The home literacy environment of preschool-aged children with autism or Down Syndrome

Published December 2017


Aims: This exploratory study investigated if there were differences in the home literacy environment of preschool children on the autism spectrum and preschool children with Down syndrome to determine if the home literacy environment may potentially be associated with strengths or weaknesses in children’s social communication skills. Methods: A total of 111 parents of preschoolers with identified disabilities completed a home literacy questionnaire. Results: Results indicated that both groups of parents started reading to their children at an early age and owned at least 25 children’s books. However, parents of children with Down syndrome read to their child more often, reported higher child interest in reading, and more frequently played rhyming games with their child. No group differences were found in teaching of letter names, although parents of children with autism reported a higher frequency of pointing out signs/words in the environment and reported their children knew more letter names. Group differences were also found in the relationship between parent behaviours, child interest, and children’s print-related skills. Conclusion: This study highlights the influence both parent behaviours and child interest may have on shared book reading practices of parents with their preschool children with disabilities.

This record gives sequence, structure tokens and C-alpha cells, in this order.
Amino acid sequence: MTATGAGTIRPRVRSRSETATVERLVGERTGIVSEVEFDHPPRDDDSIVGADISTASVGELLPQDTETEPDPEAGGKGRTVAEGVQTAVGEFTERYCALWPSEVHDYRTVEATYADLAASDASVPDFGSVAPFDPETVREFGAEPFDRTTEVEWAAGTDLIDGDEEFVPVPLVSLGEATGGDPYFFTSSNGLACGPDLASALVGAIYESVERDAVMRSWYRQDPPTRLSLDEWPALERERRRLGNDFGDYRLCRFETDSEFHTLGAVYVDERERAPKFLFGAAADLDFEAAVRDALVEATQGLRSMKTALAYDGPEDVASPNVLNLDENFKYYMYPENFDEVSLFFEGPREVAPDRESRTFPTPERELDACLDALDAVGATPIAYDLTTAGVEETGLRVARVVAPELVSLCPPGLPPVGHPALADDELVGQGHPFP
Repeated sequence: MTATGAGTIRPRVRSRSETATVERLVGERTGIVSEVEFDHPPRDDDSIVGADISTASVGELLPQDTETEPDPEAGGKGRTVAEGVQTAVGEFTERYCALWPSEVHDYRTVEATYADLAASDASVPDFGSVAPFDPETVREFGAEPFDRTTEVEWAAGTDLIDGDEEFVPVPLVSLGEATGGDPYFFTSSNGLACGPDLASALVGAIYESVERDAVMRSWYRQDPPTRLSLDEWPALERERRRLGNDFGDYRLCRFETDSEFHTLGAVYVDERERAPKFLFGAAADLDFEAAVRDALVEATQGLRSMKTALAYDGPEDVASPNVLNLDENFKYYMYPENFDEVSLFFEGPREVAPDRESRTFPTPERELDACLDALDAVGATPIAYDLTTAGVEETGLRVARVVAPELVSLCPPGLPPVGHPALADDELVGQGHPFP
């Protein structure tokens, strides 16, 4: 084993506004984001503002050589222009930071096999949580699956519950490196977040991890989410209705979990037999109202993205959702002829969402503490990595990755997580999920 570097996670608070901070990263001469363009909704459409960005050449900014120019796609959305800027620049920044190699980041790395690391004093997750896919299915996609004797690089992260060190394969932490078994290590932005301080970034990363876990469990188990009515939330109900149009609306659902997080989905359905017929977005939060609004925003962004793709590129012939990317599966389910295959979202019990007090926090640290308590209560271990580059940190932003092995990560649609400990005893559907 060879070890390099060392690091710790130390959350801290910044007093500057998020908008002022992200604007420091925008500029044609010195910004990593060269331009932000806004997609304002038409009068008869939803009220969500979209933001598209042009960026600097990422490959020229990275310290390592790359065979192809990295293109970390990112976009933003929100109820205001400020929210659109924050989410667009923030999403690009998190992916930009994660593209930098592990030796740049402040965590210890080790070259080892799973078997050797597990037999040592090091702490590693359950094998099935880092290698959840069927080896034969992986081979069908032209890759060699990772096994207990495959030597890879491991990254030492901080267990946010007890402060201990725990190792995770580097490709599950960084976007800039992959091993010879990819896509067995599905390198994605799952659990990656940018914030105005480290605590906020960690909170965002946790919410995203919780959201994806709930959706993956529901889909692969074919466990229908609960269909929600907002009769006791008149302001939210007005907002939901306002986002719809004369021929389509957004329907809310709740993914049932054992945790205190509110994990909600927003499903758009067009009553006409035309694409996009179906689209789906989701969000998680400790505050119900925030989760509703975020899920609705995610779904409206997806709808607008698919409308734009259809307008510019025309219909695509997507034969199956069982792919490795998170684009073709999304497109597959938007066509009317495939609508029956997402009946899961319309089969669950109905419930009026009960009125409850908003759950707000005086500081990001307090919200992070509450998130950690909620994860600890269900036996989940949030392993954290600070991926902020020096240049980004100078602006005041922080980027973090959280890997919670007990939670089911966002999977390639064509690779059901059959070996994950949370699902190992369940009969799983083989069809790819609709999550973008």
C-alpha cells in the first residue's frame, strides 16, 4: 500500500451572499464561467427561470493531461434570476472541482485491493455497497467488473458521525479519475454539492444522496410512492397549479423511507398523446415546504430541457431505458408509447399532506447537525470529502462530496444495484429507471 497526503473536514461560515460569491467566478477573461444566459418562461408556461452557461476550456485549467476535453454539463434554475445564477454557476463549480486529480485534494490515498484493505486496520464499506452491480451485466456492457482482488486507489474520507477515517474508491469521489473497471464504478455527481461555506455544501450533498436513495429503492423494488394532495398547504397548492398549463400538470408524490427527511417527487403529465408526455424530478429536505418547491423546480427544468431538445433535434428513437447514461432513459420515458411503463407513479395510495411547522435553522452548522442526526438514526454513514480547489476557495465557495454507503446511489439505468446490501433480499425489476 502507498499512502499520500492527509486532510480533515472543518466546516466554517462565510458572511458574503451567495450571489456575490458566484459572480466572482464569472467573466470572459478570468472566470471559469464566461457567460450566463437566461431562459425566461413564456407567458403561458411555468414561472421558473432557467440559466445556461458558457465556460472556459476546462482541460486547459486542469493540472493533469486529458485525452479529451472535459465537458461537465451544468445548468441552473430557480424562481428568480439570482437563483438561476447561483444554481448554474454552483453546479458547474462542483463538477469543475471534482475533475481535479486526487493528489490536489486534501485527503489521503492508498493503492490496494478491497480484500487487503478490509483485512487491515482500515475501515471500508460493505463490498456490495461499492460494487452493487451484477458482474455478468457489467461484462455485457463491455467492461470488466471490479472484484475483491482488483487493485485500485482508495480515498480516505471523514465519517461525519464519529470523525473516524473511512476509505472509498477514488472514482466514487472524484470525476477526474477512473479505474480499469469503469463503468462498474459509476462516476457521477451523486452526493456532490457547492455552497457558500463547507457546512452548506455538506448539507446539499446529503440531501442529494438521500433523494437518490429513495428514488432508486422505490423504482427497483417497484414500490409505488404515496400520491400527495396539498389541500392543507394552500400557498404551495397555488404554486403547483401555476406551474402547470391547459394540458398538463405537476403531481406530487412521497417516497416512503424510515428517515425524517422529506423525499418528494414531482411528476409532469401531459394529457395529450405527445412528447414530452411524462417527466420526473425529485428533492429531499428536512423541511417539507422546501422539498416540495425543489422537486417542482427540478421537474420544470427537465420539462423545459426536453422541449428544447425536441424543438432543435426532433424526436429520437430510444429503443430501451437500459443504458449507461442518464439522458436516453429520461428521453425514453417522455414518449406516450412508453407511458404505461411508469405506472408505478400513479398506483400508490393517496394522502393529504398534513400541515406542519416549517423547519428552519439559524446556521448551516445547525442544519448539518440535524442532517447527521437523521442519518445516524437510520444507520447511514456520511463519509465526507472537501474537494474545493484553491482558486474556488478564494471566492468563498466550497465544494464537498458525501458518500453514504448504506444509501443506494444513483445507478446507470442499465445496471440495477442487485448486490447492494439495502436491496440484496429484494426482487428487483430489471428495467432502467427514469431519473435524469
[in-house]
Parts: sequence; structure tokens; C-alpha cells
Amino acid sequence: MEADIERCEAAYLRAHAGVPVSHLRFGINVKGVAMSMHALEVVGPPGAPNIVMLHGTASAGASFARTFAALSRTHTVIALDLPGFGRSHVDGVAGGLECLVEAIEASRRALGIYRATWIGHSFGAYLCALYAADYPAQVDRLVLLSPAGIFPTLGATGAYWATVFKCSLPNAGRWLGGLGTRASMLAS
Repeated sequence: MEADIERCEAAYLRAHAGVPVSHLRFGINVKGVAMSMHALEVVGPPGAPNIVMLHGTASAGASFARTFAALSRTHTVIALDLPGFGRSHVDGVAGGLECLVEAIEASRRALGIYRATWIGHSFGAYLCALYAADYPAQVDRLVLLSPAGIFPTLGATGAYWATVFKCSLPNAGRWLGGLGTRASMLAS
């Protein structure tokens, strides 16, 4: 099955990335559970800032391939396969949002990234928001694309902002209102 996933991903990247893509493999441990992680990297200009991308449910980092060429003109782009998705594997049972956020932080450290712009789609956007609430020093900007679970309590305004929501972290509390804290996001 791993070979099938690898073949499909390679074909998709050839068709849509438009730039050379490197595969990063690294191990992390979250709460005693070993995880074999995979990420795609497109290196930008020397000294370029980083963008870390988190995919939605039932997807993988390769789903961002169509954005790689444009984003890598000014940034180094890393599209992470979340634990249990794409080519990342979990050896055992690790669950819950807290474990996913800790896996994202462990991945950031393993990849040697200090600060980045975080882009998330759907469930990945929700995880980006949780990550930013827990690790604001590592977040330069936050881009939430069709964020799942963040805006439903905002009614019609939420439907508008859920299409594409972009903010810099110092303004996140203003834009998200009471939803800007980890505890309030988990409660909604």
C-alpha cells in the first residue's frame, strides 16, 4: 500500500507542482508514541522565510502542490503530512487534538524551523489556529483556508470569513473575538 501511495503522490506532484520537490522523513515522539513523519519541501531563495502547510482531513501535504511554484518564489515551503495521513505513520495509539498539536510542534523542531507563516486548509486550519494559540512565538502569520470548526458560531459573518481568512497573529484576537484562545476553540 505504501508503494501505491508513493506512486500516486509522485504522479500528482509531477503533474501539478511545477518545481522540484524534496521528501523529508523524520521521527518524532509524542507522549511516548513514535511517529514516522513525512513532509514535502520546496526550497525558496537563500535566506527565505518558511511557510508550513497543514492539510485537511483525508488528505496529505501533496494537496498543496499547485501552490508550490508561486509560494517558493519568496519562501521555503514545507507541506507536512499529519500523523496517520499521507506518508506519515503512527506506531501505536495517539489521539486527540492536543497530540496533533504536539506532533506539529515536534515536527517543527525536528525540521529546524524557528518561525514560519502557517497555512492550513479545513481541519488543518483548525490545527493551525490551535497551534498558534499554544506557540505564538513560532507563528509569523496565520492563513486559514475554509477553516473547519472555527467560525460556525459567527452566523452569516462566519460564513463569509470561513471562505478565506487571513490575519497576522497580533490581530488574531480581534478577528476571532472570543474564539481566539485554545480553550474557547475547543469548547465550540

Westerveld, M.F., & van Bysterveldt, A.K. (2017). The home literacy environment of a preschool-aged children with autism or Down Syndrome, Folia Phoniatrica et Logopaedica, 69, 43–53 . doi: 10.1159/000475840.

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